This is our latest monthly newsletter with information about news and developments on climate disruption and its impacts and on climate action in the West. You can sign up for our newsletter, which is sent out by email, by sending your own email to firstname.lastname@example.org. To see more, previous newsletters, continue clicking on "Next" on the bottom right of this and subsequent pages.
Prompted by the devastating wildfires and floods of the recent past and the state’s vulnerabilities to health-threatening heat waves, the Colorado Climate Network and the Colorado Municipal League are convening a statewide Local Resilience Project to help Colorado local governments prepare for such impacts. The project will bring together representatives of local governments in Colorado, other governmental entities active at the local level (such as local health departments and school districts), and related organizations to identify ways local governments and others can work together to prepare for and address climate change impacts, and what they need from the state and federal governments and other sources to do so.
The project was announced on June 26 through a news release featuring statements by Fort Collins Mayor Karen Weitkunat, Colorado Municipal League Executive Director Sam Mamet, and Stephen Saunders, the president of RMCO, which administers the Colorado Climate Network. “Climate change is not an issue that can be addressed successfully by a jurisdiction acting alone and focusing solely within its own boundaries," Saunders said. “We will have participants from big metro areas to rural areas, defining ways they can work together to prepare our state to meet these challenges.”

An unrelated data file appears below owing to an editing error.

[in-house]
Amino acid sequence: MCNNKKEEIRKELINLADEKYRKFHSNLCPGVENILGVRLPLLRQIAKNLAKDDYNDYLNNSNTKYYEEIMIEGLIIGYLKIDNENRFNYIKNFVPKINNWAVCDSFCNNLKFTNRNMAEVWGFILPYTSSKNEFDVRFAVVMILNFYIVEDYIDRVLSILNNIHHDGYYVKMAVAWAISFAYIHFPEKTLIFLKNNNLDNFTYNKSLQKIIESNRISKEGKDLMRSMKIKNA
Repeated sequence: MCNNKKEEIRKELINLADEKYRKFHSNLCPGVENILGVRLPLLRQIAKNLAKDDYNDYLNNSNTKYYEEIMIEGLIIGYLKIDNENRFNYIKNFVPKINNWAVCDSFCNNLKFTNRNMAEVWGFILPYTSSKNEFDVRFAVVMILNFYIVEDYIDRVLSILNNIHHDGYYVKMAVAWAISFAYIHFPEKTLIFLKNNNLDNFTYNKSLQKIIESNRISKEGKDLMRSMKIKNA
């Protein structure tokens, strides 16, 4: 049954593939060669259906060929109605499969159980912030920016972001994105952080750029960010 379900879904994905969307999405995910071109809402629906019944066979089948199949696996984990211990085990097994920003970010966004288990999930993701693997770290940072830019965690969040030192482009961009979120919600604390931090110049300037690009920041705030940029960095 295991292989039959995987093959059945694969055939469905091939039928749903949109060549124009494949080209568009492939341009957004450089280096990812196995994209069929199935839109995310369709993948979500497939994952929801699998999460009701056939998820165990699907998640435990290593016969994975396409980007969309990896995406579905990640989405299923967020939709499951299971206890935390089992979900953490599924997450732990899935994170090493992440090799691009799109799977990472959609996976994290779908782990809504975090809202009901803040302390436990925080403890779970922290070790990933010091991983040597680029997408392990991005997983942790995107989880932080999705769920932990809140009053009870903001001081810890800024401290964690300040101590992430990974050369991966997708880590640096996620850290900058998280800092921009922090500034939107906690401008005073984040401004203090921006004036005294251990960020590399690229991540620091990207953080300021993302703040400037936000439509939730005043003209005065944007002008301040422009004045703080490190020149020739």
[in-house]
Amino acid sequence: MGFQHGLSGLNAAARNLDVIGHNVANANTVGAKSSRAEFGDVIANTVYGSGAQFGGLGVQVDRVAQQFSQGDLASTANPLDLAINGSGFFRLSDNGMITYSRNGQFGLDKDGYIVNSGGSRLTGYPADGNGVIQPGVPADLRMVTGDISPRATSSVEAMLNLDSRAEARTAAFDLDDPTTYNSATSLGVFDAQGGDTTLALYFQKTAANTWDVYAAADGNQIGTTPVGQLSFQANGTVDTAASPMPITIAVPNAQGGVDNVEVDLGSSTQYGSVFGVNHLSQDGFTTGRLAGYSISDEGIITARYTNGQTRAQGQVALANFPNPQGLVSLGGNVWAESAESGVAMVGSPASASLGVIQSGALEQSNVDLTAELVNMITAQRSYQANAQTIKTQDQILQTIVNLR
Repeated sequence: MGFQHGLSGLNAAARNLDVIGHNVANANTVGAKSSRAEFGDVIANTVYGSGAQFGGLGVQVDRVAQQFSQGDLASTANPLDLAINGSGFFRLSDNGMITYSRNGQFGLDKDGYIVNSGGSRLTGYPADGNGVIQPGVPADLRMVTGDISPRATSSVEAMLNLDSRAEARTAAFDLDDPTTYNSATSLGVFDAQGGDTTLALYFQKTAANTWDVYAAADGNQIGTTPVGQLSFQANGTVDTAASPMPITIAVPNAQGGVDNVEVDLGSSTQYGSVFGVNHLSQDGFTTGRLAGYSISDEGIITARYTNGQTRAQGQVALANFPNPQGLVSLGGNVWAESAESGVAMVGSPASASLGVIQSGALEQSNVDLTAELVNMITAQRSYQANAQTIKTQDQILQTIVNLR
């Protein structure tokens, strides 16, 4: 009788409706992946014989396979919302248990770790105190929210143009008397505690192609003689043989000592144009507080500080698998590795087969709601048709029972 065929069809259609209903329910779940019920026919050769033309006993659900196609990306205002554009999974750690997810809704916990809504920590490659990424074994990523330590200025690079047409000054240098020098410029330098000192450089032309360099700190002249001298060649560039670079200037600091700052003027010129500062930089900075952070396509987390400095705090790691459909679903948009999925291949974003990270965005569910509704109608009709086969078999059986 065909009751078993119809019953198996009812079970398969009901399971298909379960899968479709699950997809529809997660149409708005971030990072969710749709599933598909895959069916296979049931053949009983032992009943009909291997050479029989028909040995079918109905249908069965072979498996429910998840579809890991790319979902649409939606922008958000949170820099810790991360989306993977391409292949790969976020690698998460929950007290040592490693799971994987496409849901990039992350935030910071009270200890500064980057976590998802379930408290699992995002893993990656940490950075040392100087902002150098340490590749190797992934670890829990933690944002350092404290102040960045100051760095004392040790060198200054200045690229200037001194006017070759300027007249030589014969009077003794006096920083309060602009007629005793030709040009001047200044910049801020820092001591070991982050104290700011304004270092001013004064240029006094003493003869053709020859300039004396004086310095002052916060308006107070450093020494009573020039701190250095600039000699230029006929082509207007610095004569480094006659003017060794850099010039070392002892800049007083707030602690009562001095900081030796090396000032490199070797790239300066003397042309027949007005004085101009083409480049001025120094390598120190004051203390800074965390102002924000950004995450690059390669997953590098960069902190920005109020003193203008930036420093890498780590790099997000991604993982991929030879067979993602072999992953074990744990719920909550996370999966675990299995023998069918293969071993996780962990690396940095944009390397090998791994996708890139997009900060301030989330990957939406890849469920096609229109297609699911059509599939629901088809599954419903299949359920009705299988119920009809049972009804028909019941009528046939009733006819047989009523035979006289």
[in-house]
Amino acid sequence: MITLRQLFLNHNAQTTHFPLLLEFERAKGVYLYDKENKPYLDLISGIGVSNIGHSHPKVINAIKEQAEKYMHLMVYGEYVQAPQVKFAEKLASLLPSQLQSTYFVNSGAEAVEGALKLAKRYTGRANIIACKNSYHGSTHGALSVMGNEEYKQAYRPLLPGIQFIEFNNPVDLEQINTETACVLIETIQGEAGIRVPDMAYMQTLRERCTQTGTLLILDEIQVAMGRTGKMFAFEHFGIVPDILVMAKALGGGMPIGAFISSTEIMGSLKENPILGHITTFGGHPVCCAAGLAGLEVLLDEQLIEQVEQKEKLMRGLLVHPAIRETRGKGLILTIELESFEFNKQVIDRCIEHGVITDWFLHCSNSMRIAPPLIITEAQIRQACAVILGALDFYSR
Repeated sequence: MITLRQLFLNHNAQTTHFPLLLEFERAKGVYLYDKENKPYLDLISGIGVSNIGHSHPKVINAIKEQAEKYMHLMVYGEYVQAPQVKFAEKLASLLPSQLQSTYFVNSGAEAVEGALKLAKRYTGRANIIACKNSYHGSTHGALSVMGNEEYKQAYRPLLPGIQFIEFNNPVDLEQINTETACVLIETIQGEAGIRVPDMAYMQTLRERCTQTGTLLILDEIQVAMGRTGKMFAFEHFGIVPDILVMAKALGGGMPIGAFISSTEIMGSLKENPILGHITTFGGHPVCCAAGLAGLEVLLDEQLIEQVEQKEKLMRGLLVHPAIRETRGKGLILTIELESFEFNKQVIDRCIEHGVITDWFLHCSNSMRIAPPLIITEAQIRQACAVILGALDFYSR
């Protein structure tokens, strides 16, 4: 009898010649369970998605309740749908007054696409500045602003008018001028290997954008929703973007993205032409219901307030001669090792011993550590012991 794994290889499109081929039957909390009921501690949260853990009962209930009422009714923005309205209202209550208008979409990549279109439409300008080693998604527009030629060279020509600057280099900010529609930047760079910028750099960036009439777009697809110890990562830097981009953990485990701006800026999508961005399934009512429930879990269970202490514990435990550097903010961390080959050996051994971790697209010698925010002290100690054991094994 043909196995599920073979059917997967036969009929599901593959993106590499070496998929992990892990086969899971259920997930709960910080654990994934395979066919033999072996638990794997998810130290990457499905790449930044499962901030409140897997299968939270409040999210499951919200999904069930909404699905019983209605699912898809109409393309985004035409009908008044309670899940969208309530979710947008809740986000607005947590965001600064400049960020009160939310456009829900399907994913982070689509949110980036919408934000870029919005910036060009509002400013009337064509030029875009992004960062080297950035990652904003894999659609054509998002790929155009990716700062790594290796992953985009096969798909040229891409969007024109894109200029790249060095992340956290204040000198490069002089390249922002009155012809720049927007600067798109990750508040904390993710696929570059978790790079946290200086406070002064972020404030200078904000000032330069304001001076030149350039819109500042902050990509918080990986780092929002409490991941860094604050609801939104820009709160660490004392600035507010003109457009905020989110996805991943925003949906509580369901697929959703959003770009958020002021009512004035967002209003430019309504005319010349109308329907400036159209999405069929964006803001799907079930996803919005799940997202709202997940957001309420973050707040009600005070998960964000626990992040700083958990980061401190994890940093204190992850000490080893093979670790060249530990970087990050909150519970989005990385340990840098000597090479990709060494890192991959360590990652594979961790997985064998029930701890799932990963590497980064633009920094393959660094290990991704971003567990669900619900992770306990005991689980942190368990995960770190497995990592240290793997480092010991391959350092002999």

The outcome of the first phase of the project will be a report, expected by December 2014 or January 2015, identifying those possible actions by local governments and others and what they need to make them possible. Work groups will focus on five areas: wildfire emergency response and recovery; infrastructure (including flooding impacts, transportation, energy, public buildings); natural resources and outdoor recreation; public health; and cross-cutting issues.
Exemplary of the types of resources the project will be identifying is the June 14 White House announcement of a National Disaster Resilience Competition, which will make available $1 billion to communities that have experienced natural disasters to help them rebuild and increase their resilience to future disasters.
News about RMCO and Partners
News about RMCO Partners
The City and County of Denver steps up its climate action planning with the release of its first Climate Adaptation Plan, an impressive and comprehensive blueprint. News release, June 26, 2014. (See also our Resource of the Month below.) In addition, the city is updating its 2007 Climate Action Plan, among the first in the nation, and is inviting public input to guide efforts for reducing climate altering emissions.